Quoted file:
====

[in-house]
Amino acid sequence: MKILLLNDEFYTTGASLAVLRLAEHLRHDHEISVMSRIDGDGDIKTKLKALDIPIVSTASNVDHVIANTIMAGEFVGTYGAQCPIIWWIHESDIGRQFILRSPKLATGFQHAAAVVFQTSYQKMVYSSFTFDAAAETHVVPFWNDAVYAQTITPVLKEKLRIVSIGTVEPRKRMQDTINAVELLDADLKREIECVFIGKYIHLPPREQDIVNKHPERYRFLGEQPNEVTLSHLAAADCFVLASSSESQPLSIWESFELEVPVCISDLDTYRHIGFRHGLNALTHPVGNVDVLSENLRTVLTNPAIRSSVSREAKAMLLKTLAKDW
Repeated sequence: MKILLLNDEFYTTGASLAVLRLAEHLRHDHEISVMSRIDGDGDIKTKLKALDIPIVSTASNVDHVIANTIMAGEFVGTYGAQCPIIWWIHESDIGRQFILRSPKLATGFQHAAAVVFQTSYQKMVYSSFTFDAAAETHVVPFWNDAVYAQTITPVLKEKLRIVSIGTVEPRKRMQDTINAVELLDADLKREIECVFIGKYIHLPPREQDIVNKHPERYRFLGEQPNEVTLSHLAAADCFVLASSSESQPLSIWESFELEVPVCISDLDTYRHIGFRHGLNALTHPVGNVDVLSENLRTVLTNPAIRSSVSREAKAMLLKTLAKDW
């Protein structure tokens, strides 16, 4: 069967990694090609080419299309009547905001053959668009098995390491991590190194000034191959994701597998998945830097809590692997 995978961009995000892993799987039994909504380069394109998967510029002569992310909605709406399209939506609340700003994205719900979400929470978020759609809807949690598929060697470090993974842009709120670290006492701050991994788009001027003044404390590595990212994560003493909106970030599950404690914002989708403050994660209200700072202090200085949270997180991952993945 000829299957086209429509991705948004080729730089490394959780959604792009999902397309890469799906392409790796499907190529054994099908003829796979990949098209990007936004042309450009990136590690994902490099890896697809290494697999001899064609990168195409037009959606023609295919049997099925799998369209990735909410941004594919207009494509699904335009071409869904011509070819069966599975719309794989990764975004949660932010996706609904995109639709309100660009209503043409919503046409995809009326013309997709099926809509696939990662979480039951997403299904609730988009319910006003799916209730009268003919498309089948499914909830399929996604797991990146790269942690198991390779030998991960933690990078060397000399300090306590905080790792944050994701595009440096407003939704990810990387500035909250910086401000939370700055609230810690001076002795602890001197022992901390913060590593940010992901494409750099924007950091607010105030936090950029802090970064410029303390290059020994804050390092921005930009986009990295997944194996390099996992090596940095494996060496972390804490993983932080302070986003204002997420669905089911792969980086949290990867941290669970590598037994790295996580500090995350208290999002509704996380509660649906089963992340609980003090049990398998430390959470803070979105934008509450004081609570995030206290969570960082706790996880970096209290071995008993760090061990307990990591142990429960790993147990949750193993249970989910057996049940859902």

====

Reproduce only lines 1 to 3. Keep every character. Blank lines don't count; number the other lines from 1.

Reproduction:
[in-house]
Amino acid sequence: MKILLLNDEFYTTGASLAVLRLAEHLRHDHEISVMSRIDGDGDIKTKLKALDIPIVSTASNVDHVIANTIMAGEFVGTYGAQCPIIWWIHESDIGRQFILRSPKLATGFQHAAAVVFQTSYQKMVYSSFTFDAAAETHVVPFWNDAVYAQTITPVLKEKLRIVSIGTVEPRKRMQDTINAVELLDADLKREIECVFIGKYIHLPPREQDIVNKHPERYRFLGEQPNEVTLSHLAAADCFVLASSSESQPLSIWESFELEVPVCISDLDTYRHIGFRHGLNALTHPVGNVDVLSENLRTVLTNPAIRSSVSREAKAMLLKTLAKDW
Repeated sequence: MKILLLNDEFYTTGASLAVLRLAEHLRHDHEISVMSRIDGDGDIKTKLKALDIPIVSTASNVDHVIANTIMAGEFVGTYGAQCPIIWWIHESDIGRQFILRSPKLATGFQHAAAVVFQTSYQKMVYSSFTFDAAAETHVVPFWNDAVYAQTITPVLKEKLRIVSIGTVEPRKRMQDTINAVELLDADLKREIECVFIGKYIHLPPREQDIVNKHPERYRFLGEQPNEVTLSHLAAADCFVLASSSESQPLSIWESFELEVPVCISDLDTYRHIGFRHGLNALTHPVGNVDVLSENLRTVLTNPAIRSSVSREAKAMLLKTLAKDW